Tim Abrahams discusses where Wilkinson Eyre’s Stirling Prize-shortlisted Oxford project fits in the growth of the modern library
We often think of the growth of the internet as the main recent change in the way knowledge is disseminated. What is less considered is that we have just gone through the single biggest explosion in print publishing since the Reformation. According to Nielsen Book Data, in 1994 the number of English language volumes published globally was fewer than 100,000. By 2009, driven by digital printing technologies, it was more than 450,000. The University of Oxford already contained a series of libraries, with the New Bodleian at its heart, and could actually adapt to this emergency better than most, even if that was largely psychological. The idea of the library as a space for reading more than a space for storage was grasped.
Other inadequacies also drove the project. In 1994, a fire in Norwich Central Library destroyed 100,000 documents; not quite Alexandria, but a wake-up call. Giles Gilbert Scott’s New Bodleian library – now known as the Weston – was largely completed by 1937, built around an unprotected steel frame with concrete infills and a Bladon stone façade. Its content then as now was paper, meaning any fire in the library would not only pass quickly through the building but reach a temperature that would buckle the building, causing it to fall in on itself. (The oath one must read aloud when joining the libraries, promising not to bring fire into them, is not entirely an affectation.)
The low New Bodleian after all was never Gilbert Scott’s most admired building
In becoming the Weston, the library has changed from being a site of storage to a site for new kinds of discussions around books. Academics can engage in collective discussion over key books or archival records; archivists can exhibit artefacts such as folios or maps. Of course these changes could have been designed into a new building, as happened at the British Library, rather than a conversion of the existing. The low New Bodleian after all was never Gilbert Scott’s most admired building. Those with a dramatic, vertical orientation, such as Battersea Power Station or the Anglican cathedral in Liverpool are more highly regarded. The New Bodleian wasn’t even his best university library. That accolade belongs to the Cambridge University Library, with its dramatic Gothic-by-way-of-Modernism entrance campanile.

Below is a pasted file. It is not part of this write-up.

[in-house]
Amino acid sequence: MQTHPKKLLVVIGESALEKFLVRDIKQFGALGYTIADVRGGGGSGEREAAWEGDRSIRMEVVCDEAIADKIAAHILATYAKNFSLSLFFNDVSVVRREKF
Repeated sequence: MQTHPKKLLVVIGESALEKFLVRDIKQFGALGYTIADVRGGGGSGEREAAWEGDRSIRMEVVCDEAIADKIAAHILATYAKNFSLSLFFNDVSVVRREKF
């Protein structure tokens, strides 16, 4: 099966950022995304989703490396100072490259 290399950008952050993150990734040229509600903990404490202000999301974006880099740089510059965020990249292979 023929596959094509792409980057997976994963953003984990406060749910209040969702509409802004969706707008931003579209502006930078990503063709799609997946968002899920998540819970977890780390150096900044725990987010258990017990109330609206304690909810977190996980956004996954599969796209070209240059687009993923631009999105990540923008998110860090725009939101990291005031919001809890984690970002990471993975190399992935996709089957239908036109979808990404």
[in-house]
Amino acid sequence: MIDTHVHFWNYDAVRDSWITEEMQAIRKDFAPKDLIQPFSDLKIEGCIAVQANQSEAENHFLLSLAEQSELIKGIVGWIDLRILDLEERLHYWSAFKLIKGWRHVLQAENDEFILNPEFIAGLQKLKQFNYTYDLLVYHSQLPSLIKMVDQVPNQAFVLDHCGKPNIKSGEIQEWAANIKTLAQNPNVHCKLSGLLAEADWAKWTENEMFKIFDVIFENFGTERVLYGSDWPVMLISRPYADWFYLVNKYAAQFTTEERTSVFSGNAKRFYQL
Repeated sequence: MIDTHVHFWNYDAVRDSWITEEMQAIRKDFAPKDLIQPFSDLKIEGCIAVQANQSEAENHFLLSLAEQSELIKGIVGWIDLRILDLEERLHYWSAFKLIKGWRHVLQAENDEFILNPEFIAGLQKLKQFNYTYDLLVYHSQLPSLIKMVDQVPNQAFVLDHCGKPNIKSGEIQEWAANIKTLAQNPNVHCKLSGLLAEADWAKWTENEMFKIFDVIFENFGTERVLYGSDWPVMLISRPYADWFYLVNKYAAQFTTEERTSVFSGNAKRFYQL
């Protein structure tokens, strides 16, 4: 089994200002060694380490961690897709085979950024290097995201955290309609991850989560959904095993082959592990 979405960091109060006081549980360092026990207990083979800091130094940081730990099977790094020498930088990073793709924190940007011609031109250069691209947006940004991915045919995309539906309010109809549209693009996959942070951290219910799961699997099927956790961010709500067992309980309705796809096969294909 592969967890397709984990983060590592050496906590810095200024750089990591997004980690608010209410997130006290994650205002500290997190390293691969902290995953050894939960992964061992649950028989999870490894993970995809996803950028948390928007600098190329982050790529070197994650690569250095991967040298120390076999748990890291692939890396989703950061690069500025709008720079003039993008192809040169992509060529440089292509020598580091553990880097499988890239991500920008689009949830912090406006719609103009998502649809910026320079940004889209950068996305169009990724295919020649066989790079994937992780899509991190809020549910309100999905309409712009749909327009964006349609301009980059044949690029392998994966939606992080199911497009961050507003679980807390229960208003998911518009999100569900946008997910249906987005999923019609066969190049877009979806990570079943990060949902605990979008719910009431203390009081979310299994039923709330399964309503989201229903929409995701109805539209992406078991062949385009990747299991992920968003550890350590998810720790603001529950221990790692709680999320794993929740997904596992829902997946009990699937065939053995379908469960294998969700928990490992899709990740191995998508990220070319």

Weston Library by Wilkinson Eyre
Source: Jim Stephenson
Much of the criticism of the New Bodleian, though, seems to miss the idea that it was conceived as a modest structure; a vault for the complex of buildings opposite – including Hawksmoor’s Clarendon – that formed the old Bodleian. Gilbert Scott was criticised by his Modernist contemporaries for the historicist detailing, which obfuscated a building’s purpose. But with the New Bodleian, the building looked exactly like what it was: a repository for books. The building’s form, however, derives largely from its obeisance to its more illustrious, historical context. The rubble stone facade declares it as a more pragmatic, workmanlike structure. It is pushed back behind the street line not just to hide its bulk, but as a gesture to the buildings opposite, which include Christopher Wren’s Sheldon Theatre.